“If you’ve got mildew you can clear that up at T1 with Talius (proquinazid) at 0.15 litres/ha. But you really want to avoid getting crown rust at all costs because this will hit the bushel weight and drop the yield by about 30%.
“If you see crown rust then it’s too late because it will just explode through the crop. When chosing a variety, you would really don’t want to be growing anything with less than a five [rating] for crown rust.”
The T2 fungicide spray timing is the prime time to build the bushel weight up, and Mr Cross tends to go in with Priori Xtra (azoxystrobin + cyproconazole) at 0.6 litres/ha.
He adds that one of the biggest challenges of growing a minority crop like winter oats is a general lack of information on fungicide performance and there are limited herbicide options available too. For example, Avadex (tri-allate) cannot be used in oats.
Oats are also more susceptible to barley yellow dwarf virus (BYDV) than both wheat and barley, prompting some growers to use a Deter (clothianidin) treated seed, but Mr Cross doesn’t consider the risk to be great enough to warrant the extra cost in his part of the country.
While he doesn’t use a pre-emergence herbicide, he does use a post-emergence spray of Lexus Class (carfentrazone + flupyrsulfuron) and adds the insecticide Hallmark (lambda-cyhalothrin) to cover aphids spreading the BYDV threat.
In the North-West, winter oats are typically ready for harvest from the first week of August onwards, depending on the season.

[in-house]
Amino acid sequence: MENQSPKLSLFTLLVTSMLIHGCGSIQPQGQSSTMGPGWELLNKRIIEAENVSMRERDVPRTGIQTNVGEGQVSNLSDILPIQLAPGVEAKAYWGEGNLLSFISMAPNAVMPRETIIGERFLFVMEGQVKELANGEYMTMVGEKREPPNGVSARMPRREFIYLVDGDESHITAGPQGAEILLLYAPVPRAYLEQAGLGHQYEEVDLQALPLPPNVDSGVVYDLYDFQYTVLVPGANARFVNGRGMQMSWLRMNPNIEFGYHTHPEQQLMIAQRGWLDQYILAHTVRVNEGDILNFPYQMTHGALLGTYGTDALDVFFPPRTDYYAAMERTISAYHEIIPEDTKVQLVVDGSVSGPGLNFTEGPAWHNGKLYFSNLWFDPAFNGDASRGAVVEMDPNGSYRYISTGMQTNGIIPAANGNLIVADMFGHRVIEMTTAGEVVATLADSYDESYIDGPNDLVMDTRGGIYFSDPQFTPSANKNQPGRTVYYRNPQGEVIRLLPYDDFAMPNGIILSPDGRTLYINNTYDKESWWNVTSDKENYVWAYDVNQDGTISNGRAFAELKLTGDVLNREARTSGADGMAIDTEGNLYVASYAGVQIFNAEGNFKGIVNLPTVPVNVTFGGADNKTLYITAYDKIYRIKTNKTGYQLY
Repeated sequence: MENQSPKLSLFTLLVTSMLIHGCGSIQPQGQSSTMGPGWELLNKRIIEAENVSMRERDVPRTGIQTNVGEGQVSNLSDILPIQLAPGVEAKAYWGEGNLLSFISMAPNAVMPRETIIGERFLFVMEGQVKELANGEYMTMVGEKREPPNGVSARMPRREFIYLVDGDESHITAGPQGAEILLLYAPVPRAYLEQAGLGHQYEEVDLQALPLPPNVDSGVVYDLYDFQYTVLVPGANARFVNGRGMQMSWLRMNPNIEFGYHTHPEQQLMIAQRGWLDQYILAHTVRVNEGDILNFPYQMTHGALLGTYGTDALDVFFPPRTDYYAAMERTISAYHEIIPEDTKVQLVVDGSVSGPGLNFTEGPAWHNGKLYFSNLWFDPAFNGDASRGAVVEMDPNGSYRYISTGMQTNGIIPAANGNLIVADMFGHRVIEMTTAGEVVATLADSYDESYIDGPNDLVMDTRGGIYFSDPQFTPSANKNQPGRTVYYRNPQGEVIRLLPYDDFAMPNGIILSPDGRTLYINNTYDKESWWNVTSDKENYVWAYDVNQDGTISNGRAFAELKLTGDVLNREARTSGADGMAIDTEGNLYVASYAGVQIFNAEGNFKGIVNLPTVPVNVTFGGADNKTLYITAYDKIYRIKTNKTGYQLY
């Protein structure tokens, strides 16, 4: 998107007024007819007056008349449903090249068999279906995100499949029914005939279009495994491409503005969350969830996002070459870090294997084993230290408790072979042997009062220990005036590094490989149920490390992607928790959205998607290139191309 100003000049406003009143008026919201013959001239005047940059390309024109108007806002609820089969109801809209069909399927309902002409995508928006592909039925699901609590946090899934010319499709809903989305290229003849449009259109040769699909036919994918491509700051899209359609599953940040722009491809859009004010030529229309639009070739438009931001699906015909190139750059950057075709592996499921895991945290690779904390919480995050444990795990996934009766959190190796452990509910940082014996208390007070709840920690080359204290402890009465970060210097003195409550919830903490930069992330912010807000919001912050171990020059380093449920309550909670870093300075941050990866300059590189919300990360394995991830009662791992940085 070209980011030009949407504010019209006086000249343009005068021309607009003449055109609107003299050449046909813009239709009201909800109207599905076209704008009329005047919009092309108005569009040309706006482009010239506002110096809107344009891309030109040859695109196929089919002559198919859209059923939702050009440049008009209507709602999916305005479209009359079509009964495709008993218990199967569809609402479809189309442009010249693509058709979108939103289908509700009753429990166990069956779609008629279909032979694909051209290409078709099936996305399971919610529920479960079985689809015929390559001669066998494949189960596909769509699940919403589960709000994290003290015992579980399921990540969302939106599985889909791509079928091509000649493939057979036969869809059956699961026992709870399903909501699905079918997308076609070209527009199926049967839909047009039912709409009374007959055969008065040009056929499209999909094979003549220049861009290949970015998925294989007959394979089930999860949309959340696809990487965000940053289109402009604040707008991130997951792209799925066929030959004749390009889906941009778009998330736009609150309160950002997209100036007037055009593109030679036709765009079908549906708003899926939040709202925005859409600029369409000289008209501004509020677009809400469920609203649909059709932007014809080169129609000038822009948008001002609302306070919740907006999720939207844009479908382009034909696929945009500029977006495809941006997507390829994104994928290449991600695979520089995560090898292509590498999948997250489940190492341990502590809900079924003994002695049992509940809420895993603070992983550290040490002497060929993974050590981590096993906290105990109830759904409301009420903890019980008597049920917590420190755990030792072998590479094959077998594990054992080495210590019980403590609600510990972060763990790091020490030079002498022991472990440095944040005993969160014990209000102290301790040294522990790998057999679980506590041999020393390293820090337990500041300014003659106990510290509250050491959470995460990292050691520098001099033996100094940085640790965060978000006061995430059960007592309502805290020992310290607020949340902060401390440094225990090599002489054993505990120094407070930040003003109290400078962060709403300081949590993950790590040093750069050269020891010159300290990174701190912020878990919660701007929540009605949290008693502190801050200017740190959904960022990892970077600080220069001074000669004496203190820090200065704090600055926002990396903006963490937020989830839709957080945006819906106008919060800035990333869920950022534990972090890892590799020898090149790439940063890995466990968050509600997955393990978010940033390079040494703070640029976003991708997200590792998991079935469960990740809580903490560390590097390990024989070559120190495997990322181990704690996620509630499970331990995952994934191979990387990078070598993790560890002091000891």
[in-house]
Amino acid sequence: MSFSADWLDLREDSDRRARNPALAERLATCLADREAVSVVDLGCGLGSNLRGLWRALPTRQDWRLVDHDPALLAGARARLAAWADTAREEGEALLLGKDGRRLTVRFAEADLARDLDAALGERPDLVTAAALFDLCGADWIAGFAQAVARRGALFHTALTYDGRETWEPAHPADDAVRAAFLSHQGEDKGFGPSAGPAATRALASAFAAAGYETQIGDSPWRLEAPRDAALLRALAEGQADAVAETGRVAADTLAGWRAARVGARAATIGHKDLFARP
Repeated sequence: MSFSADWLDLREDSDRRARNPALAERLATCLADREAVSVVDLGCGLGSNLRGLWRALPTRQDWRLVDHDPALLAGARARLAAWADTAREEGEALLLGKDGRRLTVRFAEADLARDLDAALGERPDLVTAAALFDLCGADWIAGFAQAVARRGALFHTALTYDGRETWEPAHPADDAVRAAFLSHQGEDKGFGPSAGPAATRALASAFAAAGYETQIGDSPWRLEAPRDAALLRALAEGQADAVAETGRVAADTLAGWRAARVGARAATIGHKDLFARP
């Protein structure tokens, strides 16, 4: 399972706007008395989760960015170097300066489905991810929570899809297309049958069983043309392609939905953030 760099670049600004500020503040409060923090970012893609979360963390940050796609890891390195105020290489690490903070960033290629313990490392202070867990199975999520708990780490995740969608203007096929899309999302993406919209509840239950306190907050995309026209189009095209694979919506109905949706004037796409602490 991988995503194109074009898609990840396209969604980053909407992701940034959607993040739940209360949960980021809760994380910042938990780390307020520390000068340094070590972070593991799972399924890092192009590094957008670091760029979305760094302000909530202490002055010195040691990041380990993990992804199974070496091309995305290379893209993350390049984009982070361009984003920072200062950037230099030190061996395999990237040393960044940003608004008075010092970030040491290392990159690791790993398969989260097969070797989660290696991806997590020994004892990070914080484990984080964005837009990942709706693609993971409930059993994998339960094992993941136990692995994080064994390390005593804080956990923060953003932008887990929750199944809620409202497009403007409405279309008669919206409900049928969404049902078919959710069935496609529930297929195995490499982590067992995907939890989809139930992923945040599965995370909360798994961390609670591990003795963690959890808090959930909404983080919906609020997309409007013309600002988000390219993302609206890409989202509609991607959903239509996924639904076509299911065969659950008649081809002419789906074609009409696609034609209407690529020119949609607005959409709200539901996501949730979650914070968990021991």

Mr Cross says he doesn’t ever need to desiccate the crop, but it is often the case that the oat will be ready for harvest when the straw is still slightly green.
“Morning Foods like the oat to have a good colour, so don’t leave the crop in the field too long once it’s ready.
“If you get a catchy week it can push the wheat harvest back a bit, but you will find that if it does turn wet and wheat moisture is at 19% then the oats will be at about 16% and they don’t take much drying either.”
There’s also a risk of getting mite in the grain store, so Mr Cross tends to put the burner on for half an hour or so, just to process the crop and shake out the dust. This also helps to improve the bushel weight further.
He always tries to chop the straw to avoid removing too much phosphate (P) and potash (K), but sometimes this can be difficult because oat straw is waxy compared with wheat or barley and the crop produces a lot of residue.
“Oats use a lot of P and K so I try not to remove the straw at harvest. If you do you’ll lose about 160kg/ha in K and 80kg/ha of P.”